The proposition’s failure and the blooming legal obstacles to affirmative action, however, are indicating that enacting change won’t be easy.
Last year, U.S. District Court Judge Allison Burroughs ruled in favor of Harvard in Students for Fair Admissions v. Harvard University, allowing the university to continue its practice of affirmative action. Stanford joined 15 other elite universities in filing an amicus brief in support of Harvard’s admissions process. The plaintiffs, the Students for Fair Admissions group, appealed the case to the First Circuit Court of Appeals in September and are expected to appeal the case to the Supreme Court. Despite the court’s historic support for affirmative action, Gould warned of the possibility that “the Supreme Court is going to be increasingly hostile” in the future. He added that he has “a good deal of pessimism” about affirmative action’s legal battles on the national scale.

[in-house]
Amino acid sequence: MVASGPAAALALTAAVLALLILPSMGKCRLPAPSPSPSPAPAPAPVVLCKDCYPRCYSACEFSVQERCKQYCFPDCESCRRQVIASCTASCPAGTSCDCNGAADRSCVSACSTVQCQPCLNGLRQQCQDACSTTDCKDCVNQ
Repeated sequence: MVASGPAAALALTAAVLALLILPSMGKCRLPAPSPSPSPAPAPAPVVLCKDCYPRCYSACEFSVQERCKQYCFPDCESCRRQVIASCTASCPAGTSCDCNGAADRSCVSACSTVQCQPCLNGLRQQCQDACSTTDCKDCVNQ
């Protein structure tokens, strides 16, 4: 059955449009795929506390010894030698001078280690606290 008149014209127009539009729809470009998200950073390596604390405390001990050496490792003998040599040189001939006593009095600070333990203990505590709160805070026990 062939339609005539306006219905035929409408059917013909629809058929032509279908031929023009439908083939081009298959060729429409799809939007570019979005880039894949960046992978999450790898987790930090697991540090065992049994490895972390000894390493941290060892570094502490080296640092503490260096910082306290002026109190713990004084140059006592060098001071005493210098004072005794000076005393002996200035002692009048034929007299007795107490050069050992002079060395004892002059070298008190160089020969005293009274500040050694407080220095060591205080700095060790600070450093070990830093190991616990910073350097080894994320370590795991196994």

Alden O’Rafferty ’23, a student advocate for affirmative action, also expressed concern about the implications of the proposition’s failure in California and whether “spillover” to other states could occur and ultimately bring the ban to a federal level, since it would appear that “the liberals in California were on board.”
Despite these challenges, advocates are reaffirming the importance and necessity of diversity considerations in college admissions.
“The argument that we should all be seen equally so that we can be judged on our merit is true if and only if everyone has equal opportunity,” Bacasen said. “The generational wealth and racism in this country make it so that it isn’t actually merit, it’s how much money your family has, that actually plays a role in whether students get into schools like Stanford.”
Stanford evaluates applicants holistically, aiming to enroll applicants of “diverse backgrounds and experiences, talents, academic interests and ways of viewing the world,” according to the University’s undergraduate admission website.